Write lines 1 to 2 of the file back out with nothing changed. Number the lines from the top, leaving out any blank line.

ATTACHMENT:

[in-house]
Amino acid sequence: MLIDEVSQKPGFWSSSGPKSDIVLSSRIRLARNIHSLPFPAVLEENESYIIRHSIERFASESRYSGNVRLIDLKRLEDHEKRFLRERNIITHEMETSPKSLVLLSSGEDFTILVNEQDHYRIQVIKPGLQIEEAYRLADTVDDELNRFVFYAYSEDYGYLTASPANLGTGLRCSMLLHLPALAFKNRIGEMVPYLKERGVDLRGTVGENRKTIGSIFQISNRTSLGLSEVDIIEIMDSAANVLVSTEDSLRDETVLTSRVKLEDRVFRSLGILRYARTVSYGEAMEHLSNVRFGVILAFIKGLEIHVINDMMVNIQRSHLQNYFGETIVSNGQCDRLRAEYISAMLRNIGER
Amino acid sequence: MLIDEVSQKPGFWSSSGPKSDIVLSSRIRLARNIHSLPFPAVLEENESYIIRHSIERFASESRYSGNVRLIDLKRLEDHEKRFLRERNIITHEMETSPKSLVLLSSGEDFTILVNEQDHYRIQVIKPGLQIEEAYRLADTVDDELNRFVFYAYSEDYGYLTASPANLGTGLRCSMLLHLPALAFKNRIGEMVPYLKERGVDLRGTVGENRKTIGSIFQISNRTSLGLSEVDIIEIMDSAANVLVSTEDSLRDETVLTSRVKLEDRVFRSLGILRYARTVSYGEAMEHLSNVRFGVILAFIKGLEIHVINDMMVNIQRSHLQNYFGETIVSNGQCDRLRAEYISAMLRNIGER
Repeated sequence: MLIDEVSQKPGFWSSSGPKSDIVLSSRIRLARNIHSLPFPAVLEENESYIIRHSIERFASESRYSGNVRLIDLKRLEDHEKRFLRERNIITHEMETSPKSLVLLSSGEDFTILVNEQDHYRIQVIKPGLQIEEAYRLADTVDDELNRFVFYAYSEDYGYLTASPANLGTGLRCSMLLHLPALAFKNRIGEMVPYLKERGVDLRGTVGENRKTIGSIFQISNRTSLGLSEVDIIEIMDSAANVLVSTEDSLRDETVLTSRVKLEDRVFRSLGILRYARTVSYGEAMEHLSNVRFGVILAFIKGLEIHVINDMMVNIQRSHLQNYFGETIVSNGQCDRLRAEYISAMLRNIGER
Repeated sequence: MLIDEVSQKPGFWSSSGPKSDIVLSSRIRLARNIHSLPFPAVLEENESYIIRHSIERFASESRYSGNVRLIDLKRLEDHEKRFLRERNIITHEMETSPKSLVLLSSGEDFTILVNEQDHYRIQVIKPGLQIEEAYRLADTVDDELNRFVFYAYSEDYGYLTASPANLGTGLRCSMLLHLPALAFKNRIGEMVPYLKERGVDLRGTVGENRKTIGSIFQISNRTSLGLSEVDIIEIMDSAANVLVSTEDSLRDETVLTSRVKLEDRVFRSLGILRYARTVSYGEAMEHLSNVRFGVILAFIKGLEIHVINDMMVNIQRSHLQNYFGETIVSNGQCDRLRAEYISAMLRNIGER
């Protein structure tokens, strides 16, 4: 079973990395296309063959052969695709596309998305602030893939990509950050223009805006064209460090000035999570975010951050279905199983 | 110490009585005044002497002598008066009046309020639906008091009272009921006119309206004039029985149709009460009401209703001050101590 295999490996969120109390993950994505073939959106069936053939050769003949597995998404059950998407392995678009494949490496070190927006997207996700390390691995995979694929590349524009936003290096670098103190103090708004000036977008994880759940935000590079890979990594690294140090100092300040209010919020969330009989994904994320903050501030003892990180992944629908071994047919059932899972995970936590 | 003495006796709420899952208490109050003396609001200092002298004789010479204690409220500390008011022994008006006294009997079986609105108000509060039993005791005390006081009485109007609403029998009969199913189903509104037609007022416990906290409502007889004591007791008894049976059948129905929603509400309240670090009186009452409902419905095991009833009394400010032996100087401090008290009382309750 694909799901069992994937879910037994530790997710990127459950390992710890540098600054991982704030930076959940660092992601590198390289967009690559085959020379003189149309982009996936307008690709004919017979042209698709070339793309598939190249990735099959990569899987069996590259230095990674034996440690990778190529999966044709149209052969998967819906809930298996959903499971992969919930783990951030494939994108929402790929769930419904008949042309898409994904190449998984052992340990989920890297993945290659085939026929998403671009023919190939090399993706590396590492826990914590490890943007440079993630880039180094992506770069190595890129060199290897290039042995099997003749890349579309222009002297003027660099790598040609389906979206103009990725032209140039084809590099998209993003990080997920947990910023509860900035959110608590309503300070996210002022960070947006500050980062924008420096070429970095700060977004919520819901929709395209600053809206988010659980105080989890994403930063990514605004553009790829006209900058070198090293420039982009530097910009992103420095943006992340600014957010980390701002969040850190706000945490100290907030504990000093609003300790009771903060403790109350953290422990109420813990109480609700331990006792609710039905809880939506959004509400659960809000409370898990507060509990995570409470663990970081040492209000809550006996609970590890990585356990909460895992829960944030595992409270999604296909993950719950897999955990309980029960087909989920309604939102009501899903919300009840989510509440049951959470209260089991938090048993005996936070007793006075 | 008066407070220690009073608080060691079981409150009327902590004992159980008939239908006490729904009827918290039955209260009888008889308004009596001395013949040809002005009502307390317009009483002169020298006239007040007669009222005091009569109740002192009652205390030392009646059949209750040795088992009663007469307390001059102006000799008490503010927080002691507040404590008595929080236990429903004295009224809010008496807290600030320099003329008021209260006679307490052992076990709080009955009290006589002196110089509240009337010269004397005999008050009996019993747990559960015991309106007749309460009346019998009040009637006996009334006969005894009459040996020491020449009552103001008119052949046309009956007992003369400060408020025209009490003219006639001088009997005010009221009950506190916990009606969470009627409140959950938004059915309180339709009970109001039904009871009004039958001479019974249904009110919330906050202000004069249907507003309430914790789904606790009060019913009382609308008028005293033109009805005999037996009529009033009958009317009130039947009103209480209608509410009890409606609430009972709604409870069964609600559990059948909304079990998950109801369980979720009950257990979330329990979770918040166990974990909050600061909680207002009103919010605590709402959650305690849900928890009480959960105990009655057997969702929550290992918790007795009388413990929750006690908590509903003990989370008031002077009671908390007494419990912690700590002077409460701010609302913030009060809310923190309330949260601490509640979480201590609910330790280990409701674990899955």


[in-house]
Amino acid sequence: MLIDEVSQKPGFWSSSGPKSDIVLSSRIRLARNIHSLPFPAVLEENESYIIRHSIERFASESRYSGNVRLIDLKRLEDHEKRFLRERNIITHEMETSPKSLVLLSSGEDFTILVNEQDHYRIQVIKPGLQIEEAYRLADTVDDELNRFVFYAYSEDYGYLTASPANLGTGLRCSMLLHLPALAFKNRIGEMVPYLKERGVDLRGTVGENRKTIGSIFQISNRTSLGLSEVDIIEIMDSAANVLVSTEDSLRDETVLTSRVKLEDRVFRSLGILRYARTVSYGEAMEHLSNVRFGVILAFIKGLEIHVINDMMVNIQRSHLQNYFGETIVSNGQCDRLRAEYISAMLRNIGER